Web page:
For years teachers have shared with me that they feel much more comfortable teaching reading than writing. “I read every night,” they say, “But when it comes to writing, I don’t really write myself. Except emails. Do emails count?”
I know in the days when I was in a multi-subject classroom, the thing that was hardest for me to teach was often the thing that I saved for last. I’d hope we’d run out of time, and then when we did, I’d roll my plans over to the following day.**
I am fortunate to be in the role of supporting teachers with their literacy instruction, and I want to try to help make the teaching of writing less scary, more do-able, more rewarding (for teachers and their students.)
One of the first stumbling blocks we need to work to overcome is student dependency on us, the teacher. Instead, we need to make it a point to support student engagement and independence. When your children are more excited about writing, that enthusiasm will spill over to you. From classroom environment, to partnerships, to editing, here are five ideas to get you started.
1. Set up your classroom with independence in mind
Offering students a writing center with materials they’ll need during writing time can help free you up to confer with students instead of handing out supplies. Consider including paper choices; writing implements; reference materials; mentor texts; scissors, tape, and staplers (for rearranging drafts); and copies of classroom charts.
2. Make writing meaningful, and give students choice
It may sound like this suggestion will make it harder, but really it will do quite the opposite. When children have a choice in what they write about, and have meaningful purposes and a real audience for their writing, they will be automatically more invested and engaged. Here’s a possible strategy you can teach to engage children in writing for social justice, inspired by some of the ideas from Katherine and Randy Bomer’s For a Better World:
“Think about something you want to see happen, or that you want to change. That can give you an idea for a topic. Then, think about who has the power to change it. That can help you keep your audience in mind from the beginning. Think about what kind of writing will best get your idea across.”
3. Find and use mentor texts
Every writer benefits from seeing an example of the kind of writing they are trying to write, and looking closely at that example can help a writer improve the quality of their own. Katie Ray in the classic Wondrous Words gives invaluable advice for how to use mentors across the writing process. She and others (Vicki Vinton and Mary Ehrenworth, Jeff Anderson) have written about the idea of using mentors on the sentence level to help with cadence and sentence variety. Here’s a strategy you might share with students:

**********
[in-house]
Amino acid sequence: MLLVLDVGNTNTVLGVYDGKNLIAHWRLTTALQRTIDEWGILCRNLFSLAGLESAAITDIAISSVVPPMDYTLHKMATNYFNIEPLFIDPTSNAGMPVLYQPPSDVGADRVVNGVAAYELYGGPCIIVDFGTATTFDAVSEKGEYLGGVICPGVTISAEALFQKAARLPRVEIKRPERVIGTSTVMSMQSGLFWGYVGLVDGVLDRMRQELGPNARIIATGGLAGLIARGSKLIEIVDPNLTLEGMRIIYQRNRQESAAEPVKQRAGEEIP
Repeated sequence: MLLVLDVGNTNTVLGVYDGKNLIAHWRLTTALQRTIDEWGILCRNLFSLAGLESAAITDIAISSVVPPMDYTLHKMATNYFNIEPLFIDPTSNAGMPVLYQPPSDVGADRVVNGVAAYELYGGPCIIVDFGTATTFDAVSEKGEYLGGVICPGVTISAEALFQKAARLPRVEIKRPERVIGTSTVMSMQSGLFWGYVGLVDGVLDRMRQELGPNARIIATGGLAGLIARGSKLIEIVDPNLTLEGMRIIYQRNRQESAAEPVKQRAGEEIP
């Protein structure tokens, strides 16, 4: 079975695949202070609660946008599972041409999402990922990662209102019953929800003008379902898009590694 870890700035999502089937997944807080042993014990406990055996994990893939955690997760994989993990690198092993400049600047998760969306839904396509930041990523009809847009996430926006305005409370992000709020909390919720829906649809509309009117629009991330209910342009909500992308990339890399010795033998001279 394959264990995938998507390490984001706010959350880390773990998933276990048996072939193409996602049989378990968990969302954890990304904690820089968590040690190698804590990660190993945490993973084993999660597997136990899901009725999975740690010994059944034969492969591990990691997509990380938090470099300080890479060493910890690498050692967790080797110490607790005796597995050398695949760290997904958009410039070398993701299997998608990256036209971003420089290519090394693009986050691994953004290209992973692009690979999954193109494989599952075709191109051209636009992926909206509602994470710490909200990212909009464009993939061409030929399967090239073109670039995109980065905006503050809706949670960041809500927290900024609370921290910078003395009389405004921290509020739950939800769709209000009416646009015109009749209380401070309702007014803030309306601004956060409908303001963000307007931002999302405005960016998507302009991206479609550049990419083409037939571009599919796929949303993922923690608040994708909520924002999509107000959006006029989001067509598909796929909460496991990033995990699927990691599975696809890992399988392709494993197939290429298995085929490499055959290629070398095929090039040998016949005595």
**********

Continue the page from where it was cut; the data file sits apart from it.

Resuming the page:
“Decide the kind of piece you’re trying to write. In addition to genre, think about the sound or tone of the writing. Find a mentor or two who writes just like what and how you want to write. Read their writing once or twice to get the feel and sound of it in your mind. Draft your piece.”
4. Establish partnerships to support each other across the process
In many classrooms, kids pair up and swap papers to do peer editing right before recopying a final version. Nancie Atwell (In the Middle) warns us, though, that sometimes students insert more errors than they fix!
Instead, think about partners as being supports for students across the entire process. They can help each other plan out writing before drafting, rehearse a story or information piece aloud, be a listener to suggest changes that would help make the writing clearer, or prompt the writer to add more details. Here’s one favorite routine I teach to students that works across the writing process:
5. Free yourself from being the class “editor”
You could collect every paper in the classroom, mark up the papers with the changes that need to be made (spelling, grammar, punctuation, word choice) and return the papers to be recopied. You’ll get a great-looking piece at the end of it, but it wouldn’t really reflect student learning. Then, during the next piece you’d need to spend hours being editor yet again.
Instead, teach students strategies for reading through their own piece and editing as best they can. Even if you teach just a handful of strategies during each unit, across they year they will have acquired more skills than if you’d simply corrected their paper for them. Here’s a strategy, for example, that can help students consider mid-sentence punctuation:
These five ideas can make a huge difference in the level of engagement and independence in your writing classroom, which in turn will allow you to do more teaching and responding to your student writers.
** Comment below about your hardest-to-teach subject, and guess what mine was. I’ll gift a copy of my newest book to the first person to guess correctly!
Jennifer Serravallo is the author of the New York Times bestseller, The Reading Strategies Book, and other popular Heinemann titles. Her latest is The Writing Strategies Book (2017), where you’ll find literally hundreds of ideas like those she’s shared here. (See our review.)
Jen began her career in education as a teacher in Title I schools in NYC and later joined the Teachers College Reading and Writing Project at Columbia University. As an independent consultant, she has spent over a decade helping teachers across the country to create literacy classrooms where students are joyfully engaged and instruction is meaningfully individualized to students’ goals. Visit her blog and follow her on Twitter @jserravallo.